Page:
Sign up ×
Stack Overflow is a community of 4.7 million programmers, just like you, helping each other. Join them; it only takes a minute:

I have a bunch of different audio recordings in WAV format (all different instruments and pitches), and I want to "normalize" them so that they all sound approximately the same volume when played.

I've tried measuring the average sample magnitude (the sum of all absolute values divided by the number of samples), but normalizing by this measurement doesn't work very well. I think this method isn't working because it doesn't take into account the frequency of the sounds, and I know that higher-frequency recordings sound louder than lower-frequency sounds of the same amplitude.

Does anyone know a good method for measuring the loudness of a sound?

share|improve this question
It seems like this is dependent on a lot of factors outside your control - one of the biggest of which is the listener's relative sensitivity to various frequencies. That varies quite a bit from individual to the next. – Rex M Jun 12 '09 at 2:26
Eh? What's that? – MusiGenesis Jun 12 '09 at 2:27
Just kidding. Yeah, a lot of this will vary by person, but I'd like to generally normalize as well as possible. – MusiGenesis Jun 12 '09 at 2:28
Compression killed music. – Nosredna Jul 19 '09 at 1:41
@Nosredna: I assume by compression you mean range compression, not mp3-type compression? Although mp3 compression kind of messes up music, too. – MusiGenesis Jul 19 '09 at 1:55

5 Answers 5

up vote 10 down vote accepted

Root Mean Square is often used to estimate the loudness of sound files. This is because a sound that is very loud might not be perceived that way if it is very short. Also remember that power increases exponentially with the square of amplitude.

The audio geeks at Hydrogen Audio know a ton about this stuff...check out their free Replay Gain software. You may not need to do any programming at all.

EDIT: Included comment feedback on power vs. amplitude.

share|improve this answer
Worked like a charm, thanks. My undergraduate degree was in Physics, so I'm kind of embarassed that I didn't remember this. I had done something really stupid before like multiplying n samples and taking the nth root, thinking that's what root mean square was. Thanks for saving me from myself. – MusiGenesis Jun 12 '09 at 2:52
You might want to pay attention to the fact that not all frequencies are percieved the same by the listener. A certain RMS level of very low frequencies might be perceived as sounding much louder than the same RMS level of high frequencies. – sthg Jun 12 '09 at 3:21
Loudness perception is indeed frequency dependent, and follows the equal loudness contours ( – Emile Vrijdags Jun 12 '09 at 3:36
Correction: Power increases as the square of amplitude, not exponentially (i.e. P=kA^2). Otherwise, RMS in indeed the right way to measure average loudness. – Noldorin Jul 19 '09 at 1:41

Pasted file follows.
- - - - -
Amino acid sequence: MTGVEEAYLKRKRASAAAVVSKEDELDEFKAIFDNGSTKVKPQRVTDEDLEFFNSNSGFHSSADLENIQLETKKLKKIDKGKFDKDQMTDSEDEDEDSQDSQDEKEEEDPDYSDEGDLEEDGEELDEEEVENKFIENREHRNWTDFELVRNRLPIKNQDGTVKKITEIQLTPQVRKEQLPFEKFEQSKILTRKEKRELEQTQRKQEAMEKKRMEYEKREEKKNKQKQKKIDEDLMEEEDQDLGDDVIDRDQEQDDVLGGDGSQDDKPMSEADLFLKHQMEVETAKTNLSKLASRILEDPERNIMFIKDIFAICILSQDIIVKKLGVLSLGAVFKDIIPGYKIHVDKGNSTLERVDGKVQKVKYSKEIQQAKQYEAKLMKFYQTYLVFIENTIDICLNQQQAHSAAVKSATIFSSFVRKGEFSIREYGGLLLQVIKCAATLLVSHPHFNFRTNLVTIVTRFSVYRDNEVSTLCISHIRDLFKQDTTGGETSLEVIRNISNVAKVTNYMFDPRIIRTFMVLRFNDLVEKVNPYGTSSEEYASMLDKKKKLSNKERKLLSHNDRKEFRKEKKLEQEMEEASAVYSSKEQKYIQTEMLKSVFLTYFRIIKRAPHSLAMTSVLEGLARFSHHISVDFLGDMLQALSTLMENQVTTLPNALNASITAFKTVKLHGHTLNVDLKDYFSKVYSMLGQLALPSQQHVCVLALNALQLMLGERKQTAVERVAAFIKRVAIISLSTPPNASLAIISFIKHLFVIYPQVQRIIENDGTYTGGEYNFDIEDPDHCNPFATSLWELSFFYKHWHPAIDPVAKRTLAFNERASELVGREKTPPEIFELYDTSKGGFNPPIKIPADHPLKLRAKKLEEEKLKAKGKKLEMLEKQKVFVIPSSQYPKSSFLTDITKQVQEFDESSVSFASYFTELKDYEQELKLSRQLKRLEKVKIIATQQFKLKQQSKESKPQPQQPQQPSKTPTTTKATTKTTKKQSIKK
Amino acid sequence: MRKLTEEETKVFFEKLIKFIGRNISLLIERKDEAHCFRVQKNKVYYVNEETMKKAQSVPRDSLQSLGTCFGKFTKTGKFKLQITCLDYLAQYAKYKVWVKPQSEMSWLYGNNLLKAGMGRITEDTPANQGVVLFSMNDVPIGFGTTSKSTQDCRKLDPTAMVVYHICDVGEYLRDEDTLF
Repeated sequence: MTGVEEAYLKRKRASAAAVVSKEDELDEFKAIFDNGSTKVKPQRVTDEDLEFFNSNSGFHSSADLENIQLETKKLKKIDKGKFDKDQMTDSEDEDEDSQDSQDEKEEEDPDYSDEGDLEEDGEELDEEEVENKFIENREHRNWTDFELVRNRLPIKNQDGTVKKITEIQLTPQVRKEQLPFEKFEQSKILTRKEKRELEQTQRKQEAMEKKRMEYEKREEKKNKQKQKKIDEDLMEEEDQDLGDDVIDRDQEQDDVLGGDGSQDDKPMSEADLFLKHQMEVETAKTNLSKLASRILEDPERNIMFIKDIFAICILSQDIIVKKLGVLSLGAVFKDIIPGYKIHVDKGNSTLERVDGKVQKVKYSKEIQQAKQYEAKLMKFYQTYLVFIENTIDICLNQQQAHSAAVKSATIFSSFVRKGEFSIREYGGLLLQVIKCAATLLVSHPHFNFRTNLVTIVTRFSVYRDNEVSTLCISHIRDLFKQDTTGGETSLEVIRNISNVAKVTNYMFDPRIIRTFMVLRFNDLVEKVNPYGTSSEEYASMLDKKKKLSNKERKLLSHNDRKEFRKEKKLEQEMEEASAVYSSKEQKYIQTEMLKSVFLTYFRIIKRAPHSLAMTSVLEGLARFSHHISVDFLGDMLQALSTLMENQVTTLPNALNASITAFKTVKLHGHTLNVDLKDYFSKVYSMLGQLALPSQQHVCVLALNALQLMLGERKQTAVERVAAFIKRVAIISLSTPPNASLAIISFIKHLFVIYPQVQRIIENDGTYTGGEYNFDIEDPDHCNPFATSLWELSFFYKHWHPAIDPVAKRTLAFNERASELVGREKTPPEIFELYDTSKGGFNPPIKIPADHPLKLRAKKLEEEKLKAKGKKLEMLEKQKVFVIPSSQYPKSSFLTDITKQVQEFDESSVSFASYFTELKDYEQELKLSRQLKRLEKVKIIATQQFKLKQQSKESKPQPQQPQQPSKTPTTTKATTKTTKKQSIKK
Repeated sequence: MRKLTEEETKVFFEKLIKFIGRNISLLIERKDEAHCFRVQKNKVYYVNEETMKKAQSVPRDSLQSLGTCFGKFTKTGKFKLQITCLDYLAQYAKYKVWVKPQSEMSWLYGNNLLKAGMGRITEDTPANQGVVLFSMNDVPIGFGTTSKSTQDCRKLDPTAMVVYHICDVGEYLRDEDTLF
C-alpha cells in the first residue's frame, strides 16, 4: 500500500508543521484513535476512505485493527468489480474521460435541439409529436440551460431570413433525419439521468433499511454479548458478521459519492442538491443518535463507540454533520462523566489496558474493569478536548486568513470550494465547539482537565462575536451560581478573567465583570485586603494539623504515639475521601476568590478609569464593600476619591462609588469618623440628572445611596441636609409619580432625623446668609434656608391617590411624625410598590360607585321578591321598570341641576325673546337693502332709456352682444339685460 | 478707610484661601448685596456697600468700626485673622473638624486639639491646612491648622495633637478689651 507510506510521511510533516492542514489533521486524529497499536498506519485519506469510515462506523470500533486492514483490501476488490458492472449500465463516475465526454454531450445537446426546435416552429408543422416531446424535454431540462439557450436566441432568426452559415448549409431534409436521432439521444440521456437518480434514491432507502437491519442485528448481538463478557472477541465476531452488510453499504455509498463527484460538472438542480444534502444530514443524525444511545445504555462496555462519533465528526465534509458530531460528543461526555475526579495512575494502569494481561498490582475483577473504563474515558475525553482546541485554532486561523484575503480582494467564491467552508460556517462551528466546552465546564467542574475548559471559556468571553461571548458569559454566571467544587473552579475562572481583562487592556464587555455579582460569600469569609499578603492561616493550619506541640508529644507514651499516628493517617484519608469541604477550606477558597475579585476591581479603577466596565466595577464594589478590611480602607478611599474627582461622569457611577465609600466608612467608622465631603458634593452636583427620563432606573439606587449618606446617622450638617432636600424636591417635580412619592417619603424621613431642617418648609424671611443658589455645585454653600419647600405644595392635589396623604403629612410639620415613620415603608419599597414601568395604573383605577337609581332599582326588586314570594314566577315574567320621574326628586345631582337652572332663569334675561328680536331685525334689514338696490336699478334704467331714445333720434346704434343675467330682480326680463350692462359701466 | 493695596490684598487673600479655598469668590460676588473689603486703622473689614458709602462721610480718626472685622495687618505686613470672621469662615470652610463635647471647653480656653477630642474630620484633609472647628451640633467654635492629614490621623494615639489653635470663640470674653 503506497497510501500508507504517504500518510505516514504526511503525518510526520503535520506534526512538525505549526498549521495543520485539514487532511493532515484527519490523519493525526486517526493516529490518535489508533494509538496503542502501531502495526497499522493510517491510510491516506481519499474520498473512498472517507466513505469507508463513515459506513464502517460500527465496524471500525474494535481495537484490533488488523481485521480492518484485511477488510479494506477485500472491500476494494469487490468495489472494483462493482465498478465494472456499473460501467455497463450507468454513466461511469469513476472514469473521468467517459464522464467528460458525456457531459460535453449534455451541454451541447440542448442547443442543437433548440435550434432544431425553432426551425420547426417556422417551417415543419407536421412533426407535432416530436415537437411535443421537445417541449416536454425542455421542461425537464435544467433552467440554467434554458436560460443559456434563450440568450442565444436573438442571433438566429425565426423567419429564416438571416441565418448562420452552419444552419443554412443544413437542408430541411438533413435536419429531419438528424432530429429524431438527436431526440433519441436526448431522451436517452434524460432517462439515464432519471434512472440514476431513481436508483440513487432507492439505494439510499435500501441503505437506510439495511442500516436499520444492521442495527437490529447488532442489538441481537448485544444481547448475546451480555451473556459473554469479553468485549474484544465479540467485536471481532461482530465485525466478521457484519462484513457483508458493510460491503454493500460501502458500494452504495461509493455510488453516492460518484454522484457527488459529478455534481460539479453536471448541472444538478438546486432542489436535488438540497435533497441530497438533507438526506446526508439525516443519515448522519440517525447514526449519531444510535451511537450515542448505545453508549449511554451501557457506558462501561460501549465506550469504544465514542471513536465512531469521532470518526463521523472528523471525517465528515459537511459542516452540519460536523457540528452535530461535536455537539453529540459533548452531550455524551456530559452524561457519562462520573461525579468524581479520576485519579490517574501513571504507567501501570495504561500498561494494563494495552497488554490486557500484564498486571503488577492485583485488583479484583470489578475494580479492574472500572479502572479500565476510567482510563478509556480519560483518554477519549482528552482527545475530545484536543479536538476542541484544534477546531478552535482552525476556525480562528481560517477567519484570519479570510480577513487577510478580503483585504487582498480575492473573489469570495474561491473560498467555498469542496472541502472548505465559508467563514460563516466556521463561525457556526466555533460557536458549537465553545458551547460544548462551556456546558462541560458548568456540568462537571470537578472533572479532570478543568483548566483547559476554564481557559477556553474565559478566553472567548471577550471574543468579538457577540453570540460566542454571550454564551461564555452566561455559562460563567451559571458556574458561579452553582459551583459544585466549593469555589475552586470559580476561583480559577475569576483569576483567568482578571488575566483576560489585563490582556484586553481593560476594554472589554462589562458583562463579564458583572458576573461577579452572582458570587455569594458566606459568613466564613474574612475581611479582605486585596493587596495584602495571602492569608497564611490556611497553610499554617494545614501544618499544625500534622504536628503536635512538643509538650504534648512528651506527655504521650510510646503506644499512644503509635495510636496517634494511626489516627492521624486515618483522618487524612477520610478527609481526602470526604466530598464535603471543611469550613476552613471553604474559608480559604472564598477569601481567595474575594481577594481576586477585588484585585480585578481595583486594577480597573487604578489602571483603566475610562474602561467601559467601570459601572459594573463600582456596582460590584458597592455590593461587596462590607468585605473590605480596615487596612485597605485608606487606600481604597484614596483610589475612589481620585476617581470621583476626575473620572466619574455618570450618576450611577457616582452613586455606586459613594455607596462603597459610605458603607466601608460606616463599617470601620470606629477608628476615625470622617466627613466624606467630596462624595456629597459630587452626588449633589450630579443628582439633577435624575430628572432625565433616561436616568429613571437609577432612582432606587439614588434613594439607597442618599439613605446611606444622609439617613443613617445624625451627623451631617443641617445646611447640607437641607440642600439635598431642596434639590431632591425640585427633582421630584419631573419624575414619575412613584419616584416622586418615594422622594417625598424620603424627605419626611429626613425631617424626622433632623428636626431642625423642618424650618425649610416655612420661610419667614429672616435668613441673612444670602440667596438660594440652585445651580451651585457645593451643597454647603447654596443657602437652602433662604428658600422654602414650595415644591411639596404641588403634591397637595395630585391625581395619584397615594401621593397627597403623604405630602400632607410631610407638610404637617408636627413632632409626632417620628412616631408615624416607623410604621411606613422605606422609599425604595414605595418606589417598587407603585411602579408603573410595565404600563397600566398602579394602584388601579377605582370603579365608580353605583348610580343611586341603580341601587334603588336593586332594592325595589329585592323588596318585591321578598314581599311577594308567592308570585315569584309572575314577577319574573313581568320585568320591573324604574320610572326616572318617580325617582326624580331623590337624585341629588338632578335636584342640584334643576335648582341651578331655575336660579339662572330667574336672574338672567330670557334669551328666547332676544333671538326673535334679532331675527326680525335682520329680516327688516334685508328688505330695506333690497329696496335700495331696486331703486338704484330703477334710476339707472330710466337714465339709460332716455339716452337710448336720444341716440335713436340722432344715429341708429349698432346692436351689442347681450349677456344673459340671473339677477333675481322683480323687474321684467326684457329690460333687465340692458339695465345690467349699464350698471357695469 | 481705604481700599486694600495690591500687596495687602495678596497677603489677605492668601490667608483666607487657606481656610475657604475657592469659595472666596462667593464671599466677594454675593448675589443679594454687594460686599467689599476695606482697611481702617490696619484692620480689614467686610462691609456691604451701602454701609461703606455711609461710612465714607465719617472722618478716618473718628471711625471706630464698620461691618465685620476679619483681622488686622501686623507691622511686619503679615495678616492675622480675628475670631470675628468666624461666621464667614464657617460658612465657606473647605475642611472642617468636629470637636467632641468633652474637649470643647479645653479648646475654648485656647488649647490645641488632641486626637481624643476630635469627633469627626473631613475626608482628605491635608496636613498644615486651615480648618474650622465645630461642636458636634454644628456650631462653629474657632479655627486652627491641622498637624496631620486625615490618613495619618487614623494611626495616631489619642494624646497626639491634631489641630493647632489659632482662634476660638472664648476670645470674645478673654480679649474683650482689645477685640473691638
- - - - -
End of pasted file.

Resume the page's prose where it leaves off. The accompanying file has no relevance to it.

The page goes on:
I agree on the Root Mean Square. To decide on the number of samples: "...time-weightings have been standardised, 'S' (1 s) originally called Slow, 'F' (125 ms) originally called Fast and 'I' (35 ms) originally called Impulse." taken from – AudioDroid Nov 18 '10 at 16:27

Well not being an expert on audio and adding to the previous comment, you should figure out what you define as the "shortest amount of time for peak power" and then just convert the wave to raw floating point and use RMS over the stretch of time and continuously take chunks of that length of time, find the MAX and there you have your highest peak power.

share|improve this answer

To add to PeterAllenWebb's response:

Before you calculate the RMS, you should "center" your sample first (think of a 5-minute .wav where each sample has the maximum +amplitude). The best way to do that is to use a highpass filter at a subsonic frequency.

That would still not take the frequencies that humans are sensitive to in count. To do that, you could use A-weighting. There's a page where you can calculate it online:

The code seems to be here:

share|improve this answer
I'm finding that normalizing by RMS works a lot better than normalizing by peak value in terms of getting sounds at the same pitch to be roughly equal in volume, but the RMS measurement seems relatively insensitive to pitch, so it's not doing what I want (which is to lower the volume for high-pitched sounds). Webb's wikipedia link showed the frequency response curve for human hearing, but thank you especially for the link to the formula - it's going into code tonight. – MusiGenesis Jul 19 '09 at 1:46

To reiterate what some other people have said, use RMS value to estimate the "loudness" of a passage of sound.

But, if you're dealing with impulsive sounds like plucking or drum hits, you'd want to do a sliding RMS value and pick out only the peak RMS value. Measure 100 ms of the sound, slide the window, measure again, etc. and then normalize according to the largest value you find.

Definitely remove any DC value before doing the RMS, and A-weighting will make it more like how we hear. Here's code for A-weighting in MATLAB/Octave and Python.

share|improve this answer

I might be way off here, but, if you have wavepad you can load in multiple files and mess with the volumes a little bit so they are all the same. Also, if you have certain sections of a file that are louder, you can select that section and lower the volume for that one section.

EDIT: And sorry, it;s not really a "method" for measuring volume, but if you just need to make them all the same this should work fine.

share|improve this answer

Your Answer


By posting your answer, you agree to the privacy policy and terms of service.

Not the answer you're looking for? Browse other questions tagged or ask your own question.